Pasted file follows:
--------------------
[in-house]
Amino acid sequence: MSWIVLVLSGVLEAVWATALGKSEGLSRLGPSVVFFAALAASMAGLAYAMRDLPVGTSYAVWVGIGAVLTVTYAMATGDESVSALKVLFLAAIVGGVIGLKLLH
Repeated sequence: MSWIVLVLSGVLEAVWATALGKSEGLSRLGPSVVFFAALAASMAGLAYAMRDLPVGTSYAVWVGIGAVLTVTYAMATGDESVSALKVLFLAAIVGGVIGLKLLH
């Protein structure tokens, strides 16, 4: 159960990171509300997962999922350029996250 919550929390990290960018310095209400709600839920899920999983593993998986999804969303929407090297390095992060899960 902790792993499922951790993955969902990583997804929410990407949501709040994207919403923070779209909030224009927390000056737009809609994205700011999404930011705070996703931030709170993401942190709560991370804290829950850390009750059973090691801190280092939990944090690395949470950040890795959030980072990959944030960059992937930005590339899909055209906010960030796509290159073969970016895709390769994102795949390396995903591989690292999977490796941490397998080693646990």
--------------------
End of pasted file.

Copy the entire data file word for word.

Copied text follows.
[in-house]
Amino acid sequence: MSWIVLVLSGVLEAVWATALGKSEGLSRLGPSVVFFAALAASMAGLAYAMRDLPVGTSYAVWVGIGAVLTVTYAMATGDESVSALKVLFLAAIVGGVIGLKLLH
Repeated sequence: MSWIVLVLSGVLEAVWATALGKSEGLSRLGPSVVFFAALAASMAGLAYAMRDLPVGTSYAVWVGIGAVLTVTYAMATGDESVSALKVLFLAAIVGGVIGLKLLH
């Protein structure tokens, strides 16, 4: 159960990171509300997962999922350029996250 919550929390990290960018310095209400709600839920899920999983593993998986999804969303929407090297390095992060899960 902790792993499922951790993955969902990583997804929410990407949501709040994207919403923070779209909030224009927390000056737009809609994205700011999404930011705070996703931030709170993401942190709560991370804290829950850390009750059973090691801190280092939990944090690395949470950040890795959030980072990959944030960059992937930005590339899909055209906010960030796509290159073969970016895709390769994102795949390396995903591989690292999977490796941490397998080693646990």